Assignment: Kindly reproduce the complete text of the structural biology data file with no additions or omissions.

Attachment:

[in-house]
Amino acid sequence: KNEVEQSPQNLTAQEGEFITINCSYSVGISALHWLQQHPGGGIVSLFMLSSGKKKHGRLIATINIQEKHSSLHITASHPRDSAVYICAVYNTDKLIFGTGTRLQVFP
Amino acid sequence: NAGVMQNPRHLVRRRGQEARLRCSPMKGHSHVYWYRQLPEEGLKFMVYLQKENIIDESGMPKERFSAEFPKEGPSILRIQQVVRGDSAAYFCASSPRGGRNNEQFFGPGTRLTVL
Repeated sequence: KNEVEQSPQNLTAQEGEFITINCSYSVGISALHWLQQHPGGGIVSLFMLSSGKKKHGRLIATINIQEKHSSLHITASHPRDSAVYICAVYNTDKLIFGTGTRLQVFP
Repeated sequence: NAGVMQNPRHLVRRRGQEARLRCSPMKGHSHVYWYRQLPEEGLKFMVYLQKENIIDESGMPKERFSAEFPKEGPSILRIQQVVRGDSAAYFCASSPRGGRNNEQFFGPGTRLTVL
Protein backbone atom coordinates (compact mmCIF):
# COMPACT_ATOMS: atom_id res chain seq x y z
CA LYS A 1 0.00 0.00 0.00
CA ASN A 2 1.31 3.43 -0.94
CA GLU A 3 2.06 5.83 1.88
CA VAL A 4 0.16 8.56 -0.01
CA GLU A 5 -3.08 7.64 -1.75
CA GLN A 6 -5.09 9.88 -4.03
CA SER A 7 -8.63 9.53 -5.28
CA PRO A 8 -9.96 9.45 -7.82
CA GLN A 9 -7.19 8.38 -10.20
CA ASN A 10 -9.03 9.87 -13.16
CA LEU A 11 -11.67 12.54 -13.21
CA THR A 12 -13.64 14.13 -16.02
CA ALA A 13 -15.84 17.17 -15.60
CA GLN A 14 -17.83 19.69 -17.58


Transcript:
[in-house]
Amino acid sequence: KNEVEQSPQNLTAQEGEFITINCSYSVGISALHWLQQHPGGGIVSLFMLSSGKKKHGRLIATINIQEKHSSLHITASHPRDSAVYICAVYNTDKLIFGTGTRLQVFP
Amino acid sequence: NAGVMQNPRHLVRRRGQEARLRCSPMKGHSHVYWYRQLPEEGLKFMVYLQKENIIDESGMPKERFSAEFPKEGPSILRIQQVVRGDSAAYFCASSPRGGRNNEQFFGPGTRLTVL
Repeated sequence: KNEVEQSPQNLTAQEGEFITINCSYSVGISALHWLQQHPGGGIVSLFMLSSGKKKHGRLIATINIQEKHSSLHITASHPRDSAVYICAVYNTDKLIFGTGTRLQVFP
Repeated sequence: NAGVMQNPRHLVRRRGQEARLRCSPMKGHSHVYWYRQLPEEGLKFMVYLQKENIIDESGMPKERFSAEFPKEGPSILRIQQVVRGDSAAYFCASSPRGGRNNEQFFGPGTRLTVL
Protein backbone atom coordinates (compact mmCIF):
# COMPACT_ATOMS: atom_id res chain seq x y z
CA LYS A 1 0.00 0.00 0.00
CA ASN A 2 1.31 3.43 -0.94
CA GLU A 3 2.06 5.83 1.88
CA VAL A 4 0.16 8.56 -0.01
CA GLU A 5 -3.08 7.64 -1.75
CA GLN A 6 -5.09 9.88 -4.03
CA SER A 7 -8.63 9.53 -5.28
CA PRO A 8 -9.96 9.45 -7.82
CA GLN A 9 -7.19 8.38 -10.20
CA ASN A 10 -9.03 9.87 -13.16
CA LEU A 11 -11.67 12.54 -13.21
CA THR A 12 -13.64 14.13 -16.02
CA ALA A 13 -15.84 17.17 -15.60
CA GLN A 14 -17.83 19.69 -17.58